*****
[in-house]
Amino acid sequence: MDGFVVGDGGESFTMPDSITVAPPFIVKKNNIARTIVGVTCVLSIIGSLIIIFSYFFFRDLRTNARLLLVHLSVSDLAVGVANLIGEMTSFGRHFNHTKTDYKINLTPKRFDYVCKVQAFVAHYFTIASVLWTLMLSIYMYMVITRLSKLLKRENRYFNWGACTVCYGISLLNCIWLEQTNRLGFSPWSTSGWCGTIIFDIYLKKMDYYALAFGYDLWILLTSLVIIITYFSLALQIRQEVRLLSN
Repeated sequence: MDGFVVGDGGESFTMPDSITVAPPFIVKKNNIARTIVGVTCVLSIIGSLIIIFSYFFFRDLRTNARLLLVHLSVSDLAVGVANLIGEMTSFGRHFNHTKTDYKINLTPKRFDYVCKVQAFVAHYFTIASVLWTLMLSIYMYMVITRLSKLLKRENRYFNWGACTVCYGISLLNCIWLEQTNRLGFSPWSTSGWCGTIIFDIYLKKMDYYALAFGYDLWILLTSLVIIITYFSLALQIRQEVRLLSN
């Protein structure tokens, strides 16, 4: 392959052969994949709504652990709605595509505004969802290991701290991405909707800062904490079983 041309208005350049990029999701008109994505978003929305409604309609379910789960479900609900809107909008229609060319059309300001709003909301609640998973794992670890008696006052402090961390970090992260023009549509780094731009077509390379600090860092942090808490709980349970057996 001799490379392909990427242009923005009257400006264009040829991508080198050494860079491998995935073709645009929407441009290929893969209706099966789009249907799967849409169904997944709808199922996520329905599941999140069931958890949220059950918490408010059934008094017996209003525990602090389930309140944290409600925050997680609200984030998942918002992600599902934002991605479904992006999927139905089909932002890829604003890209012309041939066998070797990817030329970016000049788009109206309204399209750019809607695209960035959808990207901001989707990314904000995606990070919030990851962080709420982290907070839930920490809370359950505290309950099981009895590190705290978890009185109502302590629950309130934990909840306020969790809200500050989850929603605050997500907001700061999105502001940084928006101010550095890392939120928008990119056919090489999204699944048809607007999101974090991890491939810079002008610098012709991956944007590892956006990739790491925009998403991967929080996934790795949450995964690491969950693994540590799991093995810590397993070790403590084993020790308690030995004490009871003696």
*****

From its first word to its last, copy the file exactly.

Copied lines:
[in-house]
Amino acid sequence: MDGFVVGDGGESFTMPDSITVAPPFIVKKNNIARTIVGVTCVLSIIGSLIIIFSYFFFRDLRTNARLLLVHLSVSDLAVGVANLIGEMTSFGRHFNHTKTDYKINLTPKRFDYVCKVQAFVAHYFTIASVLWTLMLSIYMYMVITRLSKLLKRENRYFNWGACTVCYGISLLNCIWLEQTNRLGFSPWSTSGWCGTIIFDIYLKKMDYYALAFGYDLWILLTSLVIIITYFSLALQIRQEVRLLSN
Repeated sequence: MDGFVVGDGGESFTMPDSITVAPPFIVKKNNIARTIVGVTCVLSIIGSLIIIFSYFFFRDLRTNARLLLVHLSVSDLAVGVANLIGEMTSFGRHFNHTKTDYKINLTPKRFDYVCKVQAFVAHYFTIASVLWTLMLSIYMYMVITRLSKLLKRENRYFNWGACTVCYGISLLNCIWLEQTNRLGFSPWSTSGWCGTIIFDIYLKKMDYYALAFGYDLWILLTSLVIIITYFSLALQIRQEVRLLSN
């Protein structure tokens, strides 16, 4: 392959052969994949709504652990709605595509505004969802290991701290991405909707800062904490079983 041309208005350049990029999701008109994505978003929305409604309609379910789960479900609900809107909008229609060319059309300001709003909301609640998973794992670890008696006052402090961390970090992260023009549509780094731009077509390379600090860092942090808490709980349970057996 001799490379392909990427242009923005009257400006264009040829991508080198050494860079491998995935073709645009929407441009290929893969209706099966789009249907799967849409169904997944709808199922996520329905599941999140069931958890949220059950918490408010059934008094017996209003525990602090389930309140944290409600925050997680609200984030998942918002992600599902934002991605479904992006999927139905089909932002890829604003890209012309041939066998070797990817030329970016000049788009109206309204399209750019809607695209960035959808990207901001989707990314904000995606990070919030990851962080709420982290907070839930920490809370359950505290309950099981009895590190705290978890009185109502302590629950309130934990909840306020969790809200500050989850929603605050997500907001700061999105502001940084928006101010550095890392939120928008990119056919090489999204699944048809607007999101974090991890491939810079002008610098012709991956944007590892956006990739790491925009998403991967929080996934790795949450995964690491969950693994540590799991093995810590397993070790403590084993020790308690030995004490009871003696």